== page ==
Recognizing the military service of men and women from Arenzville, Illinois.
Nathan Theodore Grant served with "Fame's Favored Few," the 92nd Bombardment Group of the 8th Air Force. He was killed on February 24, 1944, while on a mission to bomb the ball bearing factories at Schweinfurt, Germany. His plane was shot down as it crossed into Germany from the Netherlands. The mission was part of a massive air Allied air offensive to destroy the German air power by bombing the airplane factories and other key industries which provided critical supplies to the Luftwaffe. Big Week from February 20 to 25, 1944, saw over 3,300 bombers dispatched from England and 500 from Italy. The number of American men killed or missing was over 2,600, with more than 250 planes lost.
The crew flew the B-17 bomber, called the Flying Fortress. The planes were 100 feet long and had a 98-foot wingspan; they were painted in camouflage, with the exception of the undersides, which were light gray to blend in with the sky. Each plane accommodated a crew of 10: pilot, co-pilot, bombardier, navigator, flight engineer/top turret gunner, belly turret gunner, two waist gunners, tail gunner, and radio operator/gunner. Nathan served as flight engineer/top turret gunner.
On February 24, 1944, he flew in plane # 42-31180 with a crew led by pilot Lt. Robert Clayton. Other members of the crew were Lt. Leon Cavender (co-pilot), Lt. John Galbraith (navigator), Lt. Paul Alexander (bombardier), Sgt. Herman Rahn (radio operator/gunner), Sgt. Paul McDade (belly turret gunner), Sgt. Chester Zahaba (tail gunner), Sgt. Lewis Lilly (waist gunner), and Sgt. Samuel Smith (waist gunner).
The 92nd BG was flying as the Low Group of the 40th Combat Wing, it being lead by the 306th BG, which was leading the 1st Bombardment Division of the Eighth Air Force on the mission to Schweinfurt, Germany. This was the third raid on Schweinfurt, and machine shops were the target. The route for this mission was planned to leave England flying due east, enter enemy territory over Holland, and head southeast from near Hannover towards its target which was in central southern Germany. They flew at 21,000 feet. After the target, the force would route west over Germany, then Belgium, finally crossing over the English Channel near Ostend, before dispersing to their bases.
Just after crossing the Dutch/German border, the Lead Wing was attacked by a strong force of enemy fighters. The Luftwaffe unit involved was the III Gruppe of JG26. Their claims for the action were five -- three aircraft from the 92nd BG and two from the 306th BG. From German records, it seems that Nathans aircraft was shot down by Unteroffizier Wöge of the 9th Staffel, flying an Me109G. Nathans plane was shot down at 12:25, and crashed near Fürstenau, Germany. Only two crew members survived Lt. Alexander and Sgt. Smith.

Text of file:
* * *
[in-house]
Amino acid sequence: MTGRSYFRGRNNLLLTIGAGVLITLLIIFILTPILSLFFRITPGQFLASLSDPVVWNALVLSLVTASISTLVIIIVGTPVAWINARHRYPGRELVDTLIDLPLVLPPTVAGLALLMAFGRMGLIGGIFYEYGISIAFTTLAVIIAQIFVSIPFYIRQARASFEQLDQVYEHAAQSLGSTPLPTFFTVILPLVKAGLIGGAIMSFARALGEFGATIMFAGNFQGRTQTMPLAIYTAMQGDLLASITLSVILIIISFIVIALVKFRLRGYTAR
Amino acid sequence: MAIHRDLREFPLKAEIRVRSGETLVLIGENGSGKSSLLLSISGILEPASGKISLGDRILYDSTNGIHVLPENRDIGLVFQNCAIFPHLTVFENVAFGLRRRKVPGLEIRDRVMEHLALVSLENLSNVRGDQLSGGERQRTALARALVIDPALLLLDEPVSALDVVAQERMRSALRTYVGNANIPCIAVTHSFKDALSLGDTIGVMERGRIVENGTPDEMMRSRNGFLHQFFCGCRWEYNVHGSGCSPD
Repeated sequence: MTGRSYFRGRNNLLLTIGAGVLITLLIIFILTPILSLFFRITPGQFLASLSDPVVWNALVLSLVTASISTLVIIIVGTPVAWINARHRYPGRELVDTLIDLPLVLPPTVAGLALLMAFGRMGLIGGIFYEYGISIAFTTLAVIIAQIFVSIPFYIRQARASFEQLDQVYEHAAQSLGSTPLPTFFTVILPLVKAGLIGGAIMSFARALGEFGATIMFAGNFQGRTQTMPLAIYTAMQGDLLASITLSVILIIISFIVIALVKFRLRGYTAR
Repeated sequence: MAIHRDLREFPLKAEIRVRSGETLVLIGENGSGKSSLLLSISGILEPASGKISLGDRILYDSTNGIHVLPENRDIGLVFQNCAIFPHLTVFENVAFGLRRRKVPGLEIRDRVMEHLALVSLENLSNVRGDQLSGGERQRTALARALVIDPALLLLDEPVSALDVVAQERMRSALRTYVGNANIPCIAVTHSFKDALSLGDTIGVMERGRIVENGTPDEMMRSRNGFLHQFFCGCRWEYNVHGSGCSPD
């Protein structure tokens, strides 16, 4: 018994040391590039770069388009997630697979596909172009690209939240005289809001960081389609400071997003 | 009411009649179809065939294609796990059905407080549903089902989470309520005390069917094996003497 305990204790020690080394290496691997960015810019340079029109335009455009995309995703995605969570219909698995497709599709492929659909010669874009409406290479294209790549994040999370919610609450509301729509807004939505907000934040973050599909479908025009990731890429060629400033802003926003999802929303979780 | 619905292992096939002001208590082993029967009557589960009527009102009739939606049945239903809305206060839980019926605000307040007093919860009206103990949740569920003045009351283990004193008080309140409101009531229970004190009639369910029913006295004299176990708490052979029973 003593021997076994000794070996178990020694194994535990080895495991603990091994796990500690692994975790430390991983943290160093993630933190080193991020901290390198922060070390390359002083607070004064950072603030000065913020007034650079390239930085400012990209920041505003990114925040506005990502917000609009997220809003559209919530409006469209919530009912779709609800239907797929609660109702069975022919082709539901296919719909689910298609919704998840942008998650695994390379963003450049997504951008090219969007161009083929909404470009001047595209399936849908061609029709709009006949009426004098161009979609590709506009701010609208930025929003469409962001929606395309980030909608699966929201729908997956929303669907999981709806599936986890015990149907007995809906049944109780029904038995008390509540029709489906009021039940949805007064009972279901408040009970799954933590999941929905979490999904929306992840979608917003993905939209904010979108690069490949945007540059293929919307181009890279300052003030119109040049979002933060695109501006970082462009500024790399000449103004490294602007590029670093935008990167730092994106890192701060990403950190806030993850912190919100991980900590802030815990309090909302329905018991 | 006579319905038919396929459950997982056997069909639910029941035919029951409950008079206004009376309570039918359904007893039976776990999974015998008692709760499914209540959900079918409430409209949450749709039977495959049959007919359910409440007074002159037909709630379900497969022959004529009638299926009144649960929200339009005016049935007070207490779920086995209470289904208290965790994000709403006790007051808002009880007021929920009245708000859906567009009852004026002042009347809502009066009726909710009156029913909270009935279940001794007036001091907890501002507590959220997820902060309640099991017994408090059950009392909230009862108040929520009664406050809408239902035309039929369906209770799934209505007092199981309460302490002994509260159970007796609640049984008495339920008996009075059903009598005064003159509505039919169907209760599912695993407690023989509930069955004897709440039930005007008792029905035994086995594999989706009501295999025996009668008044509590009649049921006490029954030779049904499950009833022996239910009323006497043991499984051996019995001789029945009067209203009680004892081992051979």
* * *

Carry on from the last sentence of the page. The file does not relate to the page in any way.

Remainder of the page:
Nathan's Burial Case File, requested from the National Archives and Records Administation, contains evidence that the crash occurred a kilometer or two northeast of Klein Bokern and southwest of Sussum (in Lower Saxony; approximate GPS location is 52.54557, 7.78159).
M/Sgt. Nathan Grant was killed when the plane was downed, and was initially buried in the region of the crash site (near Achmer, according to German burial records captured by the British forces and translated). In 1950, his remains were reinterred in the American military cemetery at Neupre (Neuville-en-Condroz), Belgium, known today as the Ardennes American Cemetery. He rests in Plot D, Row 36, Grave 7.
Researcher Andy Wilson transcribed the following notes from Lt. Paul Alexanders firsthand description of his experience:
November 1943 -- traveled across the Atlantic aboard the Queen Mary. Upon arriving in England, his base was Podington, England. The first flight was December 1st, 1943. Took a total of 7 trips across the English channel. On the 8th mission, the flight was in route to Schweinfurt, Germany and was attacked by 70+ German fighters, mostly FW190s. The plane was by hit 20mm cannon, which ripped the right wing off the plane. The plane rolled to the right and its fuselage broke in two pieces. When the plane hit the ground the fuselage was in 3 pieces, plus the right wing. The left waist gunner (Sgt. Samual Smith) and 2 Lt. Paul Alexander (bombardier) tried to escape through the bailout door, but it would not open. They headed for the cockpit and had to move the navigator (deceased) because he was in the way of an escape path through the copilot window. They escaped and bailed out through a broken window. 2 Lt. Alexander suffered a head and leg injury during this escape. Once out of the aircraft they parachuted down to the snow covered ground. Once on the ground, they headed for a wooded area for cover and were later captured by German soldiers. They were captured and sent to Oberusel, near Frankfurt for interrogation for about 5 days. After interrogation, 2 Lt. Alexander was sent to Stalag Luft I, near Barth Germany, for 15 months and liberated by the Russians on May 1st 1945.
SGM Hubert Caloud (USMC-Ret.), Superintendent of the Ardennes American Cemetery, beside the grave marker for M/Sgt. Nathan Grant.